What Does Obama’s Picture in Front of a Che Mural Mean?
American conservatives are furious about images taken in Havana with the famous revolutionary in the background. Guevara might be even more upset.
If many American conservatives were already agitated and colicky about President Obama’s trip to Cuba, a photo op in Havana Monday pushed them into full-on apoplexy.
Obama went to visit a memorial to national hero Jose Martí, and was then photographed standing in front of a huge mural of Che Guevara, the leftist guerrilla who along with Fidel Castro was a leader of Cuba’s Communist revolution. The reaction was harsh. (The liberal site Talking Points Memo gathers a good sampling.) The Drudge Report went with subtle innuendo and a funny callback to the Bush administration: “MISSION ACCOMPLISHED.” One writer tweeted, “Finally, our POTUS is able to honor the mural of a racist, terrorist, mass murderer who oversaw concentration camps.” Jay Nordlinger fumed, “In Cuba, the Castros’ island prison, the American president has been photographed with looks of delight on his face in front of a Dear Leader-ish image of Guevara.” (He doesn’t look all that happy to me, but your mileage may vary.)
One of the more interesting reactions came from former House Speaker and presidential candidate Newt Gingrich:
Obama's standing in front of Che Guevara giant mural deliberate endorsement of Communist revolutionary or bad staffing?I bet deliberate .— Newt Gingrich (@newtgingrich) March 21, 2016
Was it bad advance work by presidential staff? Perhaps, though this being Cuba, it might be difficult to avoid being photographed with icons of Marxist repression—starting with President Raul Castro, with whom Obama gave a brief shared press conference on Monday. As Peter Ubertaccio wryly noted on Twitter, Republican Presidents Ronald Reagan and George H.W. Bush were also photographed with portraits of iconic brutal Communists:
We simply cannot have a US President appear in a Communist country in front of image of a murderous revolutionary pic.twitter.com/0EojdnVRMG— Peter Ubertaccio (@ProfessorU) March 21, 2016
In other words, getting your photo taken with monsters of the 20th century is an occupational hazard of diplomacy. Perhaps that’s reason enough not to go. There is a good-faith critique from some observers, especially on the right, who contend that no American president should go to Cuba while the Castros retrain power. They worry that visiting, shaking hands, and being photographed this way ratifies the regime. A crackdown on dissidents on the eve of the trip shows how, despite some reforms, the Cuban government remains unacceptably repressive. (The fact that Castro was asked about political prisoners by CNN’s Jim Acosta, and his puerile denial, show how the trip might positively affect that.) Although a majority of Americans now oppose the embargo, one can mount a case for why Cuba ought to remain isolated and why visiting Cuba at all (setting aside the photo) is unwise.
That is not what Gingrich is doing here with his not-so-subtle (and not-so-grammatical) suggestion that Obama is a secret Communist and Che-lover. But what if he’s right? What if this isn’t just a product of being in Cuba, and also not—let’s grant for discussion, since Obama hasn’t had any U.S. political prisoners gunned down yet—evidence that Obama is a Communist sleeper agent sent to dismantle American democracy?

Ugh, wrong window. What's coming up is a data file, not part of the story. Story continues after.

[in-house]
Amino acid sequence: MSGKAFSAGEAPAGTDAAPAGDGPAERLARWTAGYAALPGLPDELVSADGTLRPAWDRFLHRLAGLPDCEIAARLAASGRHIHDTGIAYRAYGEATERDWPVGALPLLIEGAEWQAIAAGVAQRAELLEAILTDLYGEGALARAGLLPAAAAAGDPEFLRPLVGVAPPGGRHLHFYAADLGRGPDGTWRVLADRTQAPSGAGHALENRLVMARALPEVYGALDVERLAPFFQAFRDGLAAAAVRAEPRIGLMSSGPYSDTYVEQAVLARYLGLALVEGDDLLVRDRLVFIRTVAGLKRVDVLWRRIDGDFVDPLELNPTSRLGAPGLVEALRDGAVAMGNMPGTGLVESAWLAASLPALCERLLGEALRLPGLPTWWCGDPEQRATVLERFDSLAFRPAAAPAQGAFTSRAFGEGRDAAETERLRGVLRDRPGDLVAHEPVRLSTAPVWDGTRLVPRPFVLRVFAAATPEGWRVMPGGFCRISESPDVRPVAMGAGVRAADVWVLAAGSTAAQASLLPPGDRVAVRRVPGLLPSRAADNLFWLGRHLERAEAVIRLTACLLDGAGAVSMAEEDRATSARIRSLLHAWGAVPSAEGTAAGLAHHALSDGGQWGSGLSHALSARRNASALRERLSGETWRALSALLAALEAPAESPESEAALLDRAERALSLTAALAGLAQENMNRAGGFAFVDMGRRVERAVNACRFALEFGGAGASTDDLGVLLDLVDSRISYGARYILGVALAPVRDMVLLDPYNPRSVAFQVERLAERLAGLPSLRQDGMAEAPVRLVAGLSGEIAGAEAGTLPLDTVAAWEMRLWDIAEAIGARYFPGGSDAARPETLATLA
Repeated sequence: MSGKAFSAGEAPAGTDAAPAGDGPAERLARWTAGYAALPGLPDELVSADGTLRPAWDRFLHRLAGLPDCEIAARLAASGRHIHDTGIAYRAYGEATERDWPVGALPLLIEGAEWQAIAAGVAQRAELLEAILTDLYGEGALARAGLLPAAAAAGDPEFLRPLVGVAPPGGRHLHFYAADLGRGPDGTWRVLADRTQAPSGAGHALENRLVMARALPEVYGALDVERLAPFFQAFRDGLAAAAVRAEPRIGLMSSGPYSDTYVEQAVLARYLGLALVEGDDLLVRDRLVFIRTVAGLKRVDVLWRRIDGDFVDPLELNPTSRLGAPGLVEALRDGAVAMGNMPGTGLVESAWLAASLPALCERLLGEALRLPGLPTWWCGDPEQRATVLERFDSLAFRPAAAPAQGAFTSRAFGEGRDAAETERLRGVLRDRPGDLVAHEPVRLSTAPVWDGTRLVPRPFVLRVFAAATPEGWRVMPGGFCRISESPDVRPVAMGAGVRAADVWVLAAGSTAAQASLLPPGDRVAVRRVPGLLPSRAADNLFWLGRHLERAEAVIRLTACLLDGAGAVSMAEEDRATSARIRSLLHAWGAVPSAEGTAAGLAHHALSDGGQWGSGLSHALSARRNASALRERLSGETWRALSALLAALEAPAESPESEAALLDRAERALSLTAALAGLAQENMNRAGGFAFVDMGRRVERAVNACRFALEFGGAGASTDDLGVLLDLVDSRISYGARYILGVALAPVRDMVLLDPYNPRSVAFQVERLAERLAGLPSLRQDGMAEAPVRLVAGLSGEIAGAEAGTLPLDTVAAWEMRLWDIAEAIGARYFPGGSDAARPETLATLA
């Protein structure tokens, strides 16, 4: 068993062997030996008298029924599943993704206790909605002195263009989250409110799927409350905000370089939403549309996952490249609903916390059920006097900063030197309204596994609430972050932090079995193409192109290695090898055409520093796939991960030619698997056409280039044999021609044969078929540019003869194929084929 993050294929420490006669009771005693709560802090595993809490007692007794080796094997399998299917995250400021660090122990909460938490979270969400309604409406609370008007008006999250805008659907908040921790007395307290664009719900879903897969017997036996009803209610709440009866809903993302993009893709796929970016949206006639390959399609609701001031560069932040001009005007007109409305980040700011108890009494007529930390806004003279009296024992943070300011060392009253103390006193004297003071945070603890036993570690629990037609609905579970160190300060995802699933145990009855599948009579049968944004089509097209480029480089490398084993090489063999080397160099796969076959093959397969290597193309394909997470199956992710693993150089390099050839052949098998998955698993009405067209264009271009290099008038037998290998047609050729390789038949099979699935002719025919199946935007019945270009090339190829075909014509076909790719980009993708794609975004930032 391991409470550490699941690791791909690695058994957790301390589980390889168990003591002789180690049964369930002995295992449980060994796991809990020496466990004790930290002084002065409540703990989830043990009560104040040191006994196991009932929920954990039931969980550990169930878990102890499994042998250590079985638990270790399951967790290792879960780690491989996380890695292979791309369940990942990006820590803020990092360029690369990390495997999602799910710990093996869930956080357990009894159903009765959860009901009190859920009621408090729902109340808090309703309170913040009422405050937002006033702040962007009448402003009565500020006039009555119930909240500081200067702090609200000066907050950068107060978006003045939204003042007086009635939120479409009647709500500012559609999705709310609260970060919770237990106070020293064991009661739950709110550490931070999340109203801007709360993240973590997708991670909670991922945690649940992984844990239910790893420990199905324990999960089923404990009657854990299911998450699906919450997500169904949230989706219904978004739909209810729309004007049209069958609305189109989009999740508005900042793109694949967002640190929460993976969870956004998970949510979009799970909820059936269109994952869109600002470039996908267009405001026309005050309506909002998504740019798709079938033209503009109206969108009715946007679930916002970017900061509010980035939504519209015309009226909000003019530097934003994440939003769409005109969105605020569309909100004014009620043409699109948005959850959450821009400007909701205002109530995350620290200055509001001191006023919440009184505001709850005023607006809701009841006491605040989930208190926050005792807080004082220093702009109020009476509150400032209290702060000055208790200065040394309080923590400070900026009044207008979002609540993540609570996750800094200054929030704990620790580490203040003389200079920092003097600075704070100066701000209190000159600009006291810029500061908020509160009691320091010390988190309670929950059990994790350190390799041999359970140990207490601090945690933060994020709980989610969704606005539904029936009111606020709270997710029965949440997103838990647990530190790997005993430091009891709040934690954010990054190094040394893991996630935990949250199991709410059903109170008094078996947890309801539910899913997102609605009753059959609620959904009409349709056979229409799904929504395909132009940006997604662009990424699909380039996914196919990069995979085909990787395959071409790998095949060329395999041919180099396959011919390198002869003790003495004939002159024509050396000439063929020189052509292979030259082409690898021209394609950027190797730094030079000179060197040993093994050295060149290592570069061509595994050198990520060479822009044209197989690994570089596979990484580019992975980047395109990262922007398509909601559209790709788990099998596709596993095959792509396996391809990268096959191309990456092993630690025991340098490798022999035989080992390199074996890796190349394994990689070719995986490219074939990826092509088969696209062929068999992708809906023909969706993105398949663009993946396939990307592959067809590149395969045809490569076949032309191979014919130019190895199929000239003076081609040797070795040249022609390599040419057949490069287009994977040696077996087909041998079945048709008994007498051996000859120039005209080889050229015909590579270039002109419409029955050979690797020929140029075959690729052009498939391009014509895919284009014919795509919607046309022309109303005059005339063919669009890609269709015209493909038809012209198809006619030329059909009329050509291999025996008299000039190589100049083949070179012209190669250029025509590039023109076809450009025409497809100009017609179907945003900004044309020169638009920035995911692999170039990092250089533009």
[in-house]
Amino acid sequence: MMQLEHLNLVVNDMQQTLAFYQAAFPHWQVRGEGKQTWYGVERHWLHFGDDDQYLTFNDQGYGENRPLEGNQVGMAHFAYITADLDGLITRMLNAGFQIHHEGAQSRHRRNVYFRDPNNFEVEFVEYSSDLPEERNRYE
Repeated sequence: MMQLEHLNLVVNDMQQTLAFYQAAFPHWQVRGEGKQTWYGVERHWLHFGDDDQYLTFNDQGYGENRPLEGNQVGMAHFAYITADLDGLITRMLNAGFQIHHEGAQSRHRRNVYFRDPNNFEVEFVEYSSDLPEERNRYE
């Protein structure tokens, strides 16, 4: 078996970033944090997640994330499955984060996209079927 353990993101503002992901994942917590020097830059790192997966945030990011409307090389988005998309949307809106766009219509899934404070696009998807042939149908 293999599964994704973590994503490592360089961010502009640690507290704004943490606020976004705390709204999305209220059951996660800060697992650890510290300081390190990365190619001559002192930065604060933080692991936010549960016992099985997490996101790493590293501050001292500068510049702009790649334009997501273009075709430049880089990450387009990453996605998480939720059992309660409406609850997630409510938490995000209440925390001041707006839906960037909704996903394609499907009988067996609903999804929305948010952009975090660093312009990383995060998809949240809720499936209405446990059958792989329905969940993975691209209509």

If Guevara could see Obama standing in the plaza and making this trip, it’s hard to imagine he’d be pleased. Obama’s visit follows, and flows from, years of market-based reforms, mostly instituted by Raul Castro since he took over from his ailing brother in 2008. Those reforms do not a market-based economy or a liberal democracy make, but they are unquestionably movement away from the doctrine Fidel Castro and Che Guevara once promulgated. When the BBC surveyed experts on what Che would think about Cuba’s recent moves last year, the general consensus that he’d be unhappy. “He felt total detestation” for the United States, said his biographer Lucia Alvarez de Toledo, though she thought he might be pleased that the U.S. was coming to recognize the futility of the embargo. Another described Guevara’s “very, very wary” attitude toward Cuba’s northern neighbor. Most biting was Carmelo Mesa-Lago, a professor at the University of Pittsburgh.
“Che Guevara was an idealist, and he may say that Raul is betraying the revolution. [But] in Cuba no one is thinking about what Che Guevara may think,” he said. Mesa-Lago even derided the very image in front of which Obama was pictured: “You can see portraits of Che Guevara everywhere across Latin America. Of course there is a big portrait of Che Guevara about 10 stories high in the Plaza de La Revolucion, where Fidel used to address the people. But it's like a joke. This is simply a myth of the past.”
Guevara’s famous slogan was “¡Hasta la victoria siempre!”—until victory always, roughly. Whatever the outcome of Obama’s trip, it’s hard to imagine that Guevara would feel that Obama landing on the island in his big, imperialist plane, rolling through the streets in his big, imperialist motorcade, and meeting with figures in the island’s nascent private sector were doing anything but pulling Cuba away from that victory. Che might be even angrier than Newt.